The town of Largs lies on the North Ayrshire coast of the Firth of Clyde, sheltering behind the northern tip of the island of Great Cumbrae. It is closely bounded to the east by the high ground that gives the town its name: Learg is Scottish Gaelic for "Hillside".
Largs has evolved primarily as a genteel retirement resort. In part this is due to the obvious attractions of the town's location. In part it is also because Largs is one of the least accessible of the Firth of Clyde settlements. The town has had a railway station since the Glasgow and South-Western Railway arrived in 1885. However, as the line to Glasgow first heads south to Ardrossan, Largs has traditionally been less popular as a dormitory for commuters to Glasgow than other towns along this coast.
This has change to some extent since the railway was electrified in 1987, but Largs is interesting in varying far less than many other resorts between seasons, and between week and weekend, because of its large permanent population.
From June to August each year Largs pier is a regular calling point for the Waverley, the world's last sea-going paddle steamer, as it carries trippers around and across the Firth of Clyde. This is a reminder of an earlier age when Largs was on the route of many Clyde steamer services. The town was also home to a ferry to the Isle of Bute until Wemyss Bay's much better rail links to Glasgow displaced it.
As you stroll along Largs' pleasant pebbles beaches, it is worth remembering that 740 years ago an encounter took place here that changed the course of history and helped shape the Scotland we know today.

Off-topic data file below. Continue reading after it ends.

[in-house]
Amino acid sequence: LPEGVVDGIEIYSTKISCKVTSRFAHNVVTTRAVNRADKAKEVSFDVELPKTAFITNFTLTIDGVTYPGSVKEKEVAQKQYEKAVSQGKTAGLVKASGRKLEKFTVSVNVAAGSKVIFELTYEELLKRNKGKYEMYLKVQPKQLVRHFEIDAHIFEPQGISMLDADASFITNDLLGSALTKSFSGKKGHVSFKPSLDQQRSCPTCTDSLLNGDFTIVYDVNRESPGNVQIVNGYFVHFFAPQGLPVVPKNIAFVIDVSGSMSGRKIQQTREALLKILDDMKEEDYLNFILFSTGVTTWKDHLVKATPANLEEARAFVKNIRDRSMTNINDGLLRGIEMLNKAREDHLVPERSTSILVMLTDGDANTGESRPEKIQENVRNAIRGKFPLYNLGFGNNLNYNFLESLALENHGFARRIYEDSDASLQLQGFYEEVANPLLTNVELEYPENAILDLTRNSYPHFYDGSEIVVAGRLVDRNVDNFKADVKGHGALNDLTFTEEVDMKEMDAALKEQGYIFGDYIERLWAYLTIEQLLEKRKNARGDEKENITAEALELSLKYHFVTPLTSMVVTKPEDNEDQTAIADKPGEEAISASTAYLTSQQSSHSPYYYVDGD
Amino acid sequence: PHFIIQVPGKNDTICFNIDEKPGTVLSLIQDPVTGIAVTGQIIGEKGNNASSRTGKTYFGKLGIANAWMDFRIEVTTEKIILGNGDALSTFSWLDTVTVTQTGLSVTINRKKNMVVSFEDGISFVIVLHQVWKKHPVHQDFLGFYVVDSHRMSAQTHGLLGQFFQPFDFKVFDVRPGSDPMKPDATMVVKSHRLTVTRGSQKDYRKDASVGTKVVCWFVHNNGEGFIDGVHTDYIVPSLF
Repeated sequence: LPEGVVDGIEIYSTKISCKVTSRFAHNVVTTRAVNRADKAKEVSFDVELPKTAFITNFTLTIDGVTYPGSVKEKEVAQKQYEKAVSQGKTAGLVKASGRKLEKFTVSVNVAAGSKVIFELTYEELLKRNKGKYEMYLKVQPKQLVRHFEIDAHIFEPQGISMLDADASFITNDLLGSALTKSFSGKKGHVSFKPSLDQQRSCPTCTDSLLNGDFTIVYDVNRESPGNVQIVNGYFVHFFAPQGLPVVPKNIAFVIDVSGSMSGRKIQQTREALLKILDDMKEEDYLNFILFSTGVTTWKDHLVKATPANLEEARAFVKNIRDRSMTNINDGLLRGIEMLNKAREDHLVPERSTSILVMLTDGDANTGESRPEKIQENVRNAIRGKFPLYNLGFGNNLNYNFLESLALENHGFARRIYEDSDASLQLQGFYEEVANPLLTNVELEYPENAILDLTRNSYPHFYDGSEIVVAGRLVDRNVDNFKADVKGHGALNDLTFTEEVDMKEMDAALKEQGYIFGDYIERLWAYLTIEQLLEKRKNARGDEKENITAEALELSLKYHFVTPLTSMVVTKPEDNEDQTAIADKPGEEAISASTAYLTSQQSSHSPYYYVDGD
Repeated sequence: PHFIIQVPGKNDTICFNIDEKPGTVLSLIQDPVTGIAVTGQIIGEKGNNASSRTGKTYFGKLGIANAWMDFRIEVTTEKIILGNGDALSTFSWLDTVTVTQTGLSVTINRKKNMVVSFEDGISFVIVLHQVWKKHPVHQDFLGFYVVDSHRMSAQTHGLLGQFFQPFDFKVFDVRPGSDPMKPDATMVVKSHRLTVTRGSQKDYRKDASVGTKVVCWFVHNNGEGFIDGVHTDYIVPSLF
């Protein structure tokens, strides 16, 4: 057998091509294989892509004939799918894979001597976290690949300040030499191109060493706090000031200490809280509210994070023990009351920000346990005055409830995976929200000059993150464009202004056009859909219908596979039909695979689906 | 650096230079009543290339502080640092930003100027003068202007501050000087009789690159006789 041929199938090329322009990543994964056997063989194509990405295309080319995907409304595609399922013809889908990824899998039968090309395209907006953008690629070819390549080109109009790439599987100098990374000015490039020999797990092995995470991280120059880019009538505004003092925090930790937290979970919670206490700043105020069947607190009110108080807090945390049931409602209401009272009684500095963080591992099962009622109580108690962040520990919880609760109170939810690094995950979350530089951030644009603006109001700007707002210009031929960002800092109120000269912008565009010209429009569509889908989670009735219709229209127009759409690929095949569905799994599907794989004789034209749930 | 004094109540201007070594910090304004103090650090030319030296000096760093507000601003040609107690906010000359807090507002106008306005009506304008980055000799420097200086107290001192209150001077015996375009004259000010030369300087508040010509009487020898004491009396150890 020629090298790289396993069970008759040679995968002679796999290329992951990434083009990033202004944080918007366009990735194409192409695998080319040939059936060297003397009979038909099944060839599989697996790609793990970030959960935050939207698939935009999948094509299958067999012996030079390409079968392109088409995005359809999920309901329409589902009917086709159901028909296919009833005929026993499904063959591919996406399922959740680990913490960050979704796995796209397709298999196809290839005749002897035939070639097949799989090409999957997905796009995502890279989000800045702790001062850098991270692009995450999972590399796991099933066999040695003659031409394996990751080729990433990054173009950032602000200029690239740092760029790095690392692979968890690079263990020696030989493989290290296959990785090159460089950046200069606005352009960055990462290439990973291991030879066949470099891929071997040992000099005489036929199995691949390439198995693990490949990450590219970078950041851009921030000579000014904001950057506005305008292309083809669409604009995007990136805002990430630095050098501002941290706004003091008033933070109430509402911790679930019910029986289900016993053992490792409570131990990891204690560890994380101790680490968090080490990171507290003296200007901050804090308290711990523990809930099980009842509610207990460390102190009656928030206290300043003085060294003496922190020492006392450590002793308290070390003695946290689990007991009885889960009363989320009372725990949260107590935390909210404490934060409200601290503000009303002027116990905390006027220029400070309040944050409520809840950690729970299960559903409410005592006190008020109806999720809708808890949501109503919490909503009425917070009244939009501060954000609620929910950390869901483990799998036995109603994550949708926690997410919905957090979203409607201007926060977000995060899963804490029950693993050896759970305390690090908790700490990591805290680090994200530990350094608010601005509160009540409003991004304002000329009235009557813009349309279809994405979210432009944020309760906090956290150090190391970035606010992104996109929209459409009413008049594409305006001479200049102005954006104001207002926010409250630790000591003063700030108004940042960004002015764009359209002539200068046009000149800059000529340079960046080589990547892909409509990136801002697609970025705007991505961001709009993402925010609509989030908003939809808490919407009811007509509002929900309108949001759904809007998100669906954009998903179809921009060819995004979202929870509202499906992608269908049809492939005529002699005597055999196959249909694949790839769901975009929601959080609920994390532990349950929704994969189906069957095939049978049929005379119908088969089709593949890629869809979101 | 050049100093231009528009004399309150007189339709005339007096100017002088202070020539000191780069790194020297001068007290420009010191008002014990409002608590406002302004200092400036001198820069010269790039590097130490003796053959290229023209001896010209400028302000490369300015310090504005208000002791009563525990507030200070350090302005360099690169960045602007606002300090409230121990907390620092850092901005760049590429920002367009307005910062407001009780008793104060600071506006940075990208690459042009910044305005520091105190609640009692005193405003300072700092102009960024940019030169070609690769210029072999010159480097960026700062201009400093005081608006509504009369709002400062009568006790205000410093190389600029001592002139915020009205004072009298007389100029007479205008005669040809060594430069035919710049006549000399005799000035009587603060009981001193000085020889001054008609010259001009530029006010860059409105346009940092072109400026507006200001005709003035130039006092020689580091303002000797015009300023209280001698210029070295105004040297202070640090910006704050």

Until the late 1200s much of the western seaboard of Scotland and the Western Isles had been under the distant control of Norway, despite the efforts of Alexander II and later of Alexander III to regain influence and power for the Scottish Crown.
Alexander III's challenges to the rule of the Norse culminated with a large fleet of longships under King Håkon IV (see our Historical Timeline) from Norway and the Isle of Man sailing into the Firth of Clyde and making their headquarters at the northern end of the island of Great Cumbrae, opposite Largs.
Alexander III moved the modest Scottish army he had gathered in Ayr north up the coast towards Largs. Most of September 1263 was spent in negotiations between Alexander and Håkon: the latter growing ever more impatient, the former playing for time and hoping for the onset of bad weather. This duly arrived in the form of a fierce storm on the night of 30 September 1263 which sank some of Håkon's ships and drove a number of others ashore at Largs.
What has since become know as "The Battle of Largs" was really no more than a series of largely inconclusive skirmishes. But although his forces probably still outnumbered the Scots, in the face of a demoralised and mutinous fleet, Håkon IV had little choice but to sail for home.
He never reached it, dying in the Bishop's Palace in Kirkwall, Orkney, en route. With him died the Norse claim over the Western Isles. The full story can be read in The Norwegian Account of Haco's Expedition Against Scotland; 1263.